She only wanted to help the cause when she signed up for AstraZeneca's COVID-19 mRNA vaccine trials in the U.S., but now Brianne Dressen is suffering from side effects from the shot and no one will help her.
Dressen spoke at a roundtable hearing sponsored by U.S. Sen. Ron Johnson, R-Wisc., in Washington, D.C., with others who told their stories of being injured by the COVID-19 shots. From Dressen, who was a preschool teacher, to an airline pilot, to a triathlete to a teenager to the father of a 16-year-old son who died after his shot, and more, each told their stories of how they willingly signed up for the trials or simply went and got their shots — only to suffer possibly lifelong injuries and, as in the case of the 16-year-old, death.
"The media has branded us 'misinformation,' 'anti-vax.' They've done everything to discount us," Dressen said later in an interview with Del Bigtree on "Highwire." Dressen explained that she was injured a year ago in the trials, but is just now speaking out after meeting a groundswell of others with similar issues stemming from all the vaccines. While she contacted various government agencies only to be ignored, it was only when these injuries started happening to kids that she realized she and others needed to step up and speak publicly, she said.
In the roundtable, a weeping Ramirez said he and his son got the shots together because he thought it "was the right thing to do … They said it was safe. Now I go home to an empty house," he said.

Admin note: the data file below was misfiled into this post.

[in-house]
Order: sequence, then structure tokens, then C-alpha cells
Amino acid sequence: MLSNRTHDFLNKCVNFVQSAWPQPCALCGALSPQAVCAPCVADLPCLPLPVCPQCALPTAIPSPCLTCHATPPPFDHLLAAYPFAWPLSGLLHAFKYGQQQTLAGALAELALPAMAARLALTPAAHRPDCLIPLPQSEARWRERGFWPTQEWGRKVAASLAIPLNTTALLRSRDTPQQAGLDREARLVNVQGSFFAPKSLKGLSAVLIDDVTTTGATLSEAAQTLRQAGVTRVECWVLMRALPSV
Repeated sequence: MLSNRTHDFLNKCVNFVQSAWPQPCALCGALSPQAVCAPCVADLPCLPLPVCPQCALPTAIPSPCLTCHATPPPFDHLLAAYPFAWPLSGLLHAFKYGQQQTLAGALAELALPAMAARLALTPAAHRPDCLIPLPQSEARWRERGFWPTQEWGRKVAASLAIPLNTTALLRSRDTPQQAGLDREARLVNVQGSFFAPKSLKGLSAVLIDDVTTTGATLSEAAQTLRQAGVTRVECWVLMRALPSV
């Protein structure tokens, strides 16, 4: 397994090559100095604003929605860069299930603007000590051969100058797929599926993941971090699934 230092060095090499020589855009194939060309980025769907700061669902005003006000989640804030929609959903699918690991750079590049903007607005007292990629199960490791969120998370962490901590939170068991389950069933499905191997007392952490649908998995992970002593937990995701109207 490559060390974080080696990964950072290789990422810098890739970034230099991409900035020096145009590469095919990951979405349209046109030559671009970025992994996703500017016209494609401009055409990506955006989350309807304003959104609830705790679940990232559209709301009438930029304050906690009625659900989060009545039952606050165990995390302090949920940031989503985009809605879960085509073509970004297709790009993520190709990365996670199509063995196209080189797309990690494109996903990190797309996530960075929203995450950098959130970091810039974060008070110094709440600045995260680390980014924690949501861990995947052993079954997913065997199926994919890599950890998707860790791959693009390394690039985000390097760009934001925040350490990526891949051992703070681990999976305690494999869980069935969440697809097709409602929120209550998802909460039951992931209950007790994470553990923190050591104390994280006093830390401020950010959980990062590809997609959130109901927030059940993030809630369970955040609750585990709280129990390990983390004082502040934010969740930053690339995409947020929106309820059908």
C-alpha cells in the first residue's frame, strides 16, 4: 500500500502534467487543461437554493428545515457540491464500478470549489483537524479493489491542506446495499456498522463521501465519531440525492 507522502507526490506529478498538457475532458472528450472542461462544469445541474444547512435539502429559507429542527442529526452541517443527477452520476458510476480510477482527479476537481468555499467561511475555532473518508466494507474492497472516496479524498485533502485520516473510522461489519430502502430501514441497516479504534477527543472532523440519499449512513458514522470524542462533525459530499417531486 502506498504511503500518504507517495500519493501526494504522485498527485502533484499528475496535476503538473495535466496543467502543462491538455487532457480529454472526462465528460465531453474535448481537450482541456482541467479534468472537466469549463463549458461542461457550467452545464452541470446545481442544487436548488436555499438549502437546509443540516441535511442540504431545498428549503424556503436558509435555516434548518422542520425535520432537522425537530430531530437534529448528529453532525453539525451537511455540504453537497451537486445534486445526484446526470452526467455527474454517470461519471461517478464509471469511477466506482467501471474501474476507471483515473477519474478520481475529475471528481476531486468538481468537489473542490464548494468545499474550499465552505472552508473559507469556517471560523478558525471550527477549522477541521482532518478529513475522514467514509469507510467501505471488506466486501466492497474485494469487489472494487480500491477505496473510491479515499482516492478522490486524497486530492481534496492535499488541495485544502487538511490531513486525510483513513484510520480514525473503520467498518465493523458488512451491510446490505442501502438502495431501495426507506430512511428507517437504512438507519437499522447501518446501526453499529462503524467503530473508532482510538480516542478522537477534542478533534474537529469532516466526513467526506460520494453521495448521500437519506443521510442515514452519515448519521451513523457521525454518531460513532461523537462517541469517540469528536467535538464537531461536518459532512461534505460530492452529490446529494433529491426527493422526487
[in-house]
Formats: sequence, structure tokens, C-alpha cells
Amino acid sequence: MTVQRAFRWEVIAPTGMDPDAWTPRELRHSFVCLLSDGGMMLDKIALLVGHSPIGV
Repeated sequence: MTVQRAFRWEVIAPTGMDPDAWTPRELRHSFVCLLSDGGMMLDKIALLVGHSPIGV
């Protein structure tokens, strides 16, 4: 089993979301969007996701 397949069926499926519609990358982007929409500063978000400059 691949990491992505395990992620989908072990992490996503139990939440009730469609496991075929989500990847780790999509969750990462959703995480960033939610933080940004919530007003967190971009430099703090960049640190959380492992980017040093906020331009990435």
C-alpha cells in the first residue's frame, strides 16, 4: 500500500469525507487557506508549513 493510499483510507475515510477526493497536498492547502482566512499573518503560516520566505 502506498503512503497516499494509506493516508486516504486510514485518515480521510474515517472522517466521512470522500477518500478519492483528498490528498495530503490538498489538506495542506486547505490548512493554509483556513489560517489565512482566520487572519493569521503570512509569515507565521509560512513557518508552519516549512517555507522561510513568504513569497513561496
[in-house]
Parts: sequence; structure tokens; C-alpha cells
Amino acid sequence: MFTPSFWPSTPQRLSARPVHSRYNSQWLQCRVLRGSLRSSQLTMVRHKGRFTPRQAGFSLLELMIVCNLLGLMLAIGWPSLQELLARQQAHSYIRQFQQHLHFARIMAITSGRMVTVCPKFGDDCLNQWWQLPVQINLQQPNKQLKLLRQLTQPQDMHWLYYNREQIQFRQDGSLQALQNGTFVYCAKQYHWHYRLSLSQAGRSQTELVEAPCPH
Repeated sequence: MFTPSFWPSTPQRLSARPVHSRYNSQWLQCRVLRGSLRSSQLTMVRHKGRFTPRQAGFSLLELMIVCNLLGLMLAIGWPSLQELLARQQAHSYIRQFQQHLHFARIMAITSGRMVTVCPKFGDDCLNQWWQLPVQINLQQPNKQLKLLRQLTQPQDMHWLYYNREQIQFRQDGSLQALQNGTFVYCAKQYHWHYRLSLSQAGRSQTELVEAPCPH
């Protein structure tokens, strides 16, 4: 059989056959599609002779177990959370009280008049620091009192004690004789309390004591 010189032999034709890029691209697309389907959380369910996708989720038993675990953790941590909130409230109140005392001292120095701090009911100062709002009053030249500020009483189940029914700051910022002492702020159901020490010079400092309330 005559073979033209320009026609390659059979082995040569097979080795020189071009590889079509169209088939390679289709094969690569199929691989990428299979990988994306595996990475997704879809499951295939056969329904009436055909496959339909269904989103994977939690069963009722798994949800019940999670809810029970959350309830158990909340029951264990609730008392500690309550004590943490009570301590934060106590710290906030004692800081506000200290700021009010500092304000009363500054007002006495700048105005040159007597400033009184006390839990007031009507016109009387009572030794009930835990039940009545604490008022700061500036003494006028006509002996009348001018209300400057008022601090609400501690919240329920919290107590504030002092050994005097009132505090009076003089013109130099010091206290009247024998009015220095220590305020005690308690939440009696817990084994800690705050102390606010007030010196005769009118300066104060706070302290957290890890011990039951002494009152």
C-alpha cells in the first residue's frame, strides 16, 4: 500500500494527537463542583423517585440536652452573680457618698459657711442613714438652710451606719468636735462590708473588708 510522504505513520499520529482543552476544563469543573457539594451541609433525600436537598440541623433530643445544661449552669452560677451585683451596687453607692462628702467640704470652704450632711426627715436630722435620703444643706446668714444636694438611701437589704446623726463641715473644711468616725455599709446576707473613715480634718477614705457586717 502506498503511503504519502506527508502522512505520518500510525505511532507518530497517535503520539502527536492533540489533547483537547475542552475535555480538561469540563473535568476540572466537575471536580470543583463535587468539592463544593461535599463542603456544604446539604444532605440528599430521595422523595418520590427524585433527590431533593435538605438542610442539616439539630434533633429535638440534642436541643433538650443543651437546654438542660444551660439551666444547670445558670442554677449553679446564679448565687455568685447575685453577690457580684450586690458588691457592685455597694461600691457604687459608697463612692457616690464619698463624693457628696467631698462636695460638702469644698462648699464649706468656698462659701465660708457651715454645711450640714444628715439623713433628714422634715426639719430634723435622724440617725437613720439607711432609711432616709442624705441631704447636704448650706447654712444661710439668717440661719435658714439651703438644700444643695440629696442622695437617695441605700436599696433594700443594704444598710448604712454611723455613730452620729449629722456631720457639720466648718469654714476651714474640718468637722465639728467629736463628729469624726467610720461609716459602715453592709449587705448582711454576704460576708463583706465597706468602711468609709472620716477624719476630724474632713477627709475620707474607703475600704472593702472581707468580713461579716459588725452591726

As person after person told their story — most of them sobbing — each described numerous neurological and cardiac issues, yet, instead of getting help they are basically being shoved aside and ignored. The pilot has had six spinal taps and two surgeries. His doctors did acknowledge that only the vaccine or major head trauma could have caused what he's going through.
"My body will not stop attacking itself," Dressen said, as she read a letter from a friend who also was injured by the experimental shot. "This has taken everything from me: my family, my career, my life."
As the meeting wore on, some expressed doubts that anything would happen beyond their testimonies given that day. "Once we leave here they're going to forget about what we said here," Ramirez said.
Before the roundtable began, Johnson indicated that he was listening, and that's why he was holding the meeting. "Telling the truth in today's cancel culture is not necessarily easy," Johnson said. "You can pay a pretty heavy price for it … It's a real shame that we're having to hold this roundtable. Had government officials, heads of our health care agencies, had they been doing their job, had they been honest and transparent with the American public, we wouldn't be here today."
SOURCE: The Highwire November 5, 2021